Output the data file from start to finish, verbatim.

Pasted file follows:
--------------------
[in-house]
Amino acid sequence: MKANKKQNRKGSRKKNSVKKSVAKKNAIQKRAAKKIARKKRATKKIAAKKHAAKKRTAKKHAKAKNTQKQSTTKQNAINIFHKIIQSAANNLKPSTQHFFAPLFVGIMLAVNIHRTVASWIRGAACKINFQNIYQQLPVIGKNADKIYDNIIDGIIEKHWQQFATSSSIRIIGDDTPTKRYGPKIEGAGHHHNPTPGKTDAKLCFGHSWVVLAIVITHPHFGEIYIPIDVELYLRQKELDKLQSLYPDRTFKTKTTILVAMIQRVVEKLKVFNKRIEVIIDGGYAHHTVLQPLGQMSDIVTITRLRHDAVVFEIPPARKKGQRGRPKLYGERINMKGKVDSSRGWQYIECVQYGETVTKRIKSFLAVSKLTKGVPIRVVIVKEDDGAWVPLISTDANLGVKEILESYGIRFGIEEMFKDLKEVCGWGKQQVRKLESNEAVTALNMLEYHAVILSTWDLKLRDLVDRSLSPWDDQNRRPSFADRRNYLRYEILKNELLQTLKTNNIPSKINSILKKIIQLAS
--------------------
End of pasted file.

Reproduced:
[in-house]
Amino acid sequence: MKANKKQNRKGSRKKNSVKKSVAKKNAIQKRAAKKIARKKRATKKIAAKKHAAKKRTAKKHAKAKNTQKQSTTKQNAINIFHKIIQSAANNLKPSTQHFFAPLFVGIMLAVNIHRTVASWIRGAACKINFQNIYQQLPVIGKNADKIYDNIIDGIIEKHWQQFATSSSIRIIGDDTPTKRYGPKIEGAGHHHNPTPGKTDAKLCFGHSWVVLAIVITHPHFGEIYIPIDVELYLRQKELDKLQSLYPDRTFKTKTTILVAMIQRVVEKLKVFNKRIEVIIDGGYAHHTVLQPLGQMSDIVTITRLRHDAVVFEIPPARKKGQRGRPKLYGERINMKGKVDSSRGWQYIECVQYGETVTKRIKSFLAVSKLTKGVPIRVVIVKEDDGAWVPLISTDANLGVKEILESYGIRFGIEEMFKDLKEVCGWGKQQVRKLESNEAVTALNMLEYHAVILSTWDLKLRDLVDRSLSPWDDQNRRPSFADRRNYLRYEILKNELLQTLKTNNIPSKINSILKKIIQLAS